The Walt Disney Company has suspended a mandatory vaccination policy that took effect in November for employees, promising to assess the results of new state legislation affecting healthcare in Florida.
Disney employees previously received a choice in their vaccinations. That changed on November 1 when the company’s chief medical officer, Larry Watkins, directed all healthcare providers to begin administering a one-time flu vaccination at regular visits. Walt Disney World, SeaWorld, and Radisson hotels had previously allowed employees to choose which vaccinations they received, along with a few others.
Following the announcement of the new mandate in November, a wide-ranging response from a number of health advocacy organizations blasted the policy.
“Disney is never going to stop making money, or decide to take a stand for some ideology that only happened yesterday. But they can and should challenge misinformation and beliefs like this one,” Nancy Pratt, senior vice president of policy and initiatives at the National Vaccine Information Center, said at the time.
Now, two months later, Disney is not taking any of the health advocacy groups’ recent criticisms lying down.
In a statement to CNN, in response to the state’s HB 7013, which passed last week and amends two related pieces of Florida legislation, Disney said it had “wanted to pause this implementation until we have more information.”
“This bill shifts the responsibility of vaccination from employers to individual employees and may conflict with the mission of some of our parks,” Disney added. “The evidence shows that vaccinations work. They have helped to save millions of lives and contribute to overall health and well-being of our guests, which is what our theme parks are all about.”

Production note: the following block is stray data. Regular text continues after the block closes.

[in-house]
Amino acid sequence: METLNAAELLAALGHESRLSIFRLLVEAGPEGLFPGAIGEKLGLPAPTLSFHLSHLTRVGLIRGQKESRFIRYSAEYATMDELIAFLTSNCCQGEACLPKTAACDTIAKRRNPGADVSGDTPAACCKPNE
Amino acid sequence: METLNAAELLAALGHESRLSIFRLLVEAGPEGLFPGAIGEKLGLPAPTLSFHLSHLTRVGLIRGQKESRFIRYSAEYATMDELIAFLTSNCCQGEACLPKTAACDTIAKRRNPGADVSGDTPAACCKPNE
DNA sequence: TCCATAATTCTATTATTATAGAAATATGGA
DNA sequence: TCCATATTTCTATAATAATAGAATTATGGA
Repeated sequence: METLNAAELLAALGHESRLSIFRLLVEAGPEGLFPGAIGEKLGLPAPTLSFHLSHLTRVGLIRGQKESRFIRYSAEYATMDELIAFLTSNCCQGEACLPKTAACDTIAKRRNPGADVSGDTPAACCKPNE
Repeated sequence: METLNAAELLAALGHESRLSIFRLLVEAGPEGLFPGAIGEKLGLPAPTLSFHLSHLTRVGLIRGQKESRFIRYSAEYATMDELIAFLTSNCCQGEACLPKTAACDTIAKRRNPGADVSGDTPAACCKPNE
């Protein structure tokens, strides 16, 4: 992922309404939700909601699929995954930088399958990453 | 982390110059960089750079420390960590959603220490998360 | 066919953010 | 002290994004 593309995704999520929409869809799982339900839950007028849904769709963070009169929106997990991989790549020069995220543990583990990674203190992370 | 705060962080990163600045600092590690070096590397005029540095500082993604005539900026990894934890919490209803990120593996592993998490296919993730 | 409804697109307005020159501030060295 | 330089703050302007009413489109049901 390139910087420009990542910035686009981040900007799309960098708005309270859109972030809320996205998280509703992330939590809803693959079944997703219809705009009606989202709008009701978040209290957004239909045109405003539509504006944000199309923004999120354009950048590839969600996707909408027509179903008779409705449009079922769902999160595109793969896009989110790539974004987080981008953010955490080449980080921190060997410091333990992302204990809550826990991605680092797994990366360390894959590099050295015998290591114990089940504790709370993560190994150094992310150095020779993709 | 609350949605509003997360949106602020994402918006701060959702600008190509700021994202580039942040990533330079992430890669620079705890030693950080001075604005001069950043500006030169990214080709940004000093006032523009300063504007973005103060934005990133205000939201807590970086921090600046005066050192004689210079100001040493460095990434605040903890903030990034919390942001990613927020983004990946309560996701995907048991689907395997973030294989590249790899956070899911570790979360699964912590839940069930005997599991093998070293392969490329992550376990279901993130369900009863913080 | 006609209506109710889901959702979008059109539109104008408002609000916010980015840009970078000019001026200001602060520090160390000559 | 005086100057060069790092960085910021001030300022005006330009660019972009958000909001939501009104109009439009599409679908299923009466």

The new legislation requires childcare and boarding facilities to offer boosters to parents of school-aged children by April 1, a move that Pratt argues will prevent kids from getting the potentially-deadly flu every year.
The Disney exemption, she says, would be unconstitutional.
“Crippling children, and barring workers from taking care of themselves, is a form of corporal punishment,” Pratt told CNN, suggesting that the proposal violates the Constitution’s ban on invidious discrimination. “This will be a really hard policy to enforce.”
However, legal experts say the change in legislation may not have much of an impact on legal precedent.
“I’m not sure it will affect the interpretation of Florida law very much,” said Marni Grossman, a professor at the University of Miami School of Law.
“If you ask whether all healthcare providers would be required to offer vaccinations as long as an employee wants to have them, then the answer is yes,” she told CNN. “But if you ask whether all employees will be required to have the vaccine, then you may find yourself reaching back into legal philosophy to see if one of the notions in the Bill of Rights, the 14th Amendment, applies.”
According to Grossman, the constitution doesn’t expressly prohibit discrimination against employees who have health insurance through their employer. But, she noted, laws passed after the Civil Rights Act of 1964 prohibit discrimination against certain protected classes, including blood donors, adoptive parents, domestic partners, and same-sex married couples. She doesn’t believe the federal 14th Amendment would conflict with the FL bill.
Beth Hansen, a spokesperson for Disney, says the company will continue to review the Florida legislation.
“What we said is we want to pause this implementation until we have more information. We’re continuing to examine the legislation,” she told CNN.
Joe Shuman, president of Autism Speaks Florida, hopes Disney takes additional action.
“We would have hoped that they would have been more proactive. They would have allowed people to choose to go without immunizations and they would have put their employees on notice,” Shuman told CNN. “But the Florida legislature passed a bill that I think is unconstitutional.”
He adds, “If they have their conscience, Disney should be able to make their own decision.”